Henry Boltinoff (brother of DC editor Murray) contributed fillers like this 
Super-Turtle half-pager to DC comics through the 1960s and into the 1970s.
Not all DC comics had letters pages - for example, I have a copy of Blackhawk 170 which has no letters, but does have a one-page historical text piece about remarkable survival stories of World War Two. The letters pages there were, mostly in the Mort Weissinger-edited Superman Family books, pretty stodgy. They read like they'd been written by your English teacher, all a bit stiff and formal. There wasn't much real communication going on, no connection with the readers. 

This letters page features the results of the Great DC Contest (readers had
to count how many times the letters D and C appeared in issue 169 of

Superman) and four letters, apparently selected for their collective dullness.
The Editor's replies to readers were even duller than the letters selected for print. Small wonder, then, that I skipped over these tiresome text pages.

An aside - there's a great story in the second volume of Steranko's History of Comics. It tells how, sometime in 1943, Fawcett Comics editor Will Lieberson went into a barber shop and noticed a kid in the chair next to him reading a comic. A Fawcett comic. Lieberson smiled and listened as the kid read the comic out loud to himself, across the top two panels, skipping the lower two-thirds of each page. Lieberson leaned over to the kid and explained kindly that to get the best from the story, he should read all the way down the page before moving to the next. The kid stopped, looked Lieberson straight in the eye and said, "I know, but this way it's faster."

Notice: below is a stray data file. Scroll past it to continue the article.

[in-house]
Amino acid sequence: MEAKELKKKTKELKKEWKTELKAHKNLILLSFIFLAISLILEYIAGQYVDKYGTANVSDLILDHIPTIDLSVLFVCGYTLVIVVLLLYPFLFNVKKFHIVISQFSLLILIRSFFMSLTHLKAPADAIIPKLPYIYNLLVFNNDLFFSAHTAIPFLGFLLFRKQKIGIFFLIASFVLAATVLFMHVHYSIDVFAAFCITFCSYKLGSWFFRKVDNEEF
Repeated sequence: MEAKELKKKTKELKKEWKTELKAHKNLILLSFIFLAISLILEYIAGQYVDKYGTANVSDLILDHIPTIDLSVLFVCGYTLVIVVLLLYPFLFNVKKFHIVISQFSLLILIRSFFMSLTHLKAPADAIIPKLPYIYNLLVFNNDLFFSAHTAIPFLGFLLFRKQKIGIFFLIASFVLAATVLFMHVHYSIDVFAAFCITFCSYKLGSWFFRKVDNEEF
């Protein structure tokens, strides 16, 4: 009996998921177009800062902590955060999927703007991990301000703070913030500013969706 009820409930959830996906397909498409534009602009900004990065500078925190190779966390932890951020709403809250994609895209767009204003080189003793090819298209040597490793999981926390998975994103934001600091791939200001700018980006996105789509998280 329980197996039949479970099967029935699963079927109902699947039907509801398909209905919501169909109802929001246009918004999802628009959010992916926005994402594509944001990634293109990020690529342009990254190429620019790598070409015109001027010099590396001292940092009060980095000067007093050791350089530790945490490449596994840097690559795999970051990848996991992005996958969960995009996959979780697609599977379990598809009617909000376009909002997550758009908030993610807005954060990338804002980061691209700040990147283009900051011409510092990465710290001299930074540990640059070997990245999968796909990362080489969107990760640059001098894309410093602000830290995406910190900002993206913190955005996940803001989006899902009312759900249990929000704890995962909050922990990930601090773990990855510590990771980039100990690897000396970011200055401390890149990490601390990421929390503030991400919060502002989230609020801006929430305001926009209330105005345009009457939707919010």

Back to the main subject - It was a tradition, in the comics published by Marty Goodman, that the magazines would always carry at least two pages of text material. As I understand it now, this was so the publications qualified for Second-Class postage rates, which meant Marty could mail at the subscriptions copies at a cheaper price, saving himself a cent or two per subscription copy. For that very reason, Stan Lee would be obliged to run a two-page text story in every book he edited from the 1940s right through to 1962, so that the comics qualified as magazines under the law. And it didn't have to be new material, so the text tales were recycled on a regular basis. Some Marvel books as late as Suspense 58 and Astonish 57 were still reprinting those text stories in 1964. I ignored those too.